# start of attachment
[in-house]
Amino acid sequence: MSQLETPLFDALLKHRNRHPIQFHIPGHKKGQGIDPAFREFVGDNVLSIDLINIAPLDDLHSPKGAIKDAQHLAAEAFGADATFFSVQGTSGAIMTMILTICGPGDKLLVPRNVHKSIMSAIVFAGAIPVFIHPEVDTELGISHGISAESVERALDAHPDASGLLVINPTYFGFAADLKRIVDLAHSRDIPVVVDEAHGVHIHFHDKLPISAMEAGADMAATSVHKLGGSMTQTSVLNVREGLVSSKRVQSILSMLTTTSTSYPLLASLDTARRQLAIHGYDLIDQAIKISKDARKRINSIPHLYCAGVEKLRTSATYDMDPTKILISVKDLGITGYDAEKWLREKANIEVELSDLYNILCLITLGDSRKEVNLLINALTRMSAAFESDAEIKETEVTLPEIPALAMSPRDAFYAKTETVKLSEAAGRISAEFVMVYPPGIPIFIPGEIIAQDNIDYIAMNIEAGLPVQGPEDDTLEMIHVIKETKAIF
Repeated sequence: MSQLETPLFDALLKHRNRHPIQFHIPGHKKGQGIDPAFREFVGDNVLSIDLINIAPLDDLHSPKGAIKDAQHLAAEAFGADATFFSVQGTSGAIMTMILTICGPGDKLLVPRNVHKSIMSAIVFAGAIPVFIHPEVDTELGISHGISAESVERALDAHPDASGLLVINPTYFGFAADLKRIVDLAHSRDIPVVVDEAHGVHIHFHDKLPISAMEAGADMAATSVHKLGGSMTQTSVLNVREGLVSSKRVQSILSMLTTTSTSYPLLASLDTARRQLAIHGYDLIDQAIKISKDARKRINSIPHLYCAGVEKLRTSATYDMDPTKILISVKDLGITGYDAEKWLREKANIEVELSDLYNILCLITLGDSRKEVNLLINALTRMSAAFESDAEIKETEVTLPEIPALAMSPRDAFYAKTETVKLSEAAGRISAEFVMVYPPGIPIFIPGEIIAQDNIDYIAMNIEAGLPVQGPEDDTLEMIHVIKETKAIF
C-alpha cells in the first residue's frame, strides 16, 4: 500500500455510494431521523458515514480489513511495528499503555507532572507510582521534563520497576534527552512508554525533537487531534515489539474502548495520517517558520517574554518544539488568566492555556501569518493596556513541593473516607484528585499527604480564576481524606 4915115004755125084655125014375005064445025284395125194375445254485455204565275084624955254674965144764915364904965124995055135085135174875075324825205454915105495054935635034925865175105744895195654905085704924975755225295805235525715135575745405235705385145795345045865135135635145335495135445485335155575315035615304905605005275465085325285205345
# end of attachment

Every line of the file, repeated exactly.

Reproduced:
[in-house]
Amino acid sequence: MSQLETPLFDALLKHRNRHPIQFHIPGHKKGQGIDPAFREFVGDNVLSIDLINIAPLDDLHSPKGAIKDAQHLAAEAFGADATFFSVQGTSGAIMTMILTICGPGDKLLVPRNVHKSIMSAIVFAGAIPVFIHPEVDTELGISHGISAESVERALDAHPDASGLLVINPTYFGFAADLKRIVDLAHSRDIPVVVDEAHGVHIHFHDKLPISAMEAGADMAATSVHKLGGSMTQTSVLNVREGLVSSKRVQSILSMLTTTSTSYPLLASLDTARRQLAIHGYDLIDQAIKISKDARKRINSIPHLYCAGVEKLRTSATYDMDPTKILISVKDLGITGYDAEKWLREKANIEVELSDLYNILCLITLGDSRKEVNLLINALTRMSAAFESDAEIKETEVTLPEIPALAMSPRDAFYAKTETVKLSEAAGRISAEFVMVYPPGIPIFIPGEIIAQDNIDYIAMNIEAGLPVQGPEDDTLEMIHVIKETKAIF
Repeated sequence: MSQLETPLFDALLKHRNRHPIQFHIPGHKKGQGIDPAFREFVGDNVLSIDLINIAPLDDLHSPKGAIKDAQHLAAEAFGADATFFSVQGTSGAIMTMILTICGPGDKLLVPRNVHKSIMSAIVFAGAIPVFIHPEVDTELGISHGISAESVERALDAHPDASGLLVINPTYFGFAADLKRIVDLAHSRDIPVVVDEAHGVHIHFHDKLPISAMEAGADMAATSVHKLGGSMTQTSVLNVREGLVSSKRVQSILSMLTTTSTSYPLLASLDTARRQLAIHGYDLIDQAIKISKDARKRINSIPHLYCAGVEKLRTSATYDMDPTKILISVKDLGITGYDAEKWLREKANIEVELSDLYNILCLITLGDSRKEVNLLINALTRMSAAFESDAEIKETEVTLPEIPALAMSPRDAFYAKTETVKLSEAAGRISAEFVMVYPPGIPIFIPGEIIAQDNIDYIAMNIEAGLPVQGPEDDTLEMIHVIKETKAIF
C-alpha cells in the first residue's frame, strides 16, 4: 500500500455510494431521523458515514480489513511495528499503555507532572507510582521534563520497576534527552512508554525533537487531534515489539474502548495520517517558520517574554518544539488568566492555556501569518493596556513541593473516607484528585499527604480564576481524606 4915115004755125084655125014375005064445025284395125194375445254485455204565275084624955254674965144764915364904965124995055135085135174875075324825205454915105495054935635034925865175105744895195654905085704924975755225295805235525715135575745405235705385145795345045865135135635145335495135445485335155575315035615304905605005275465085325285205345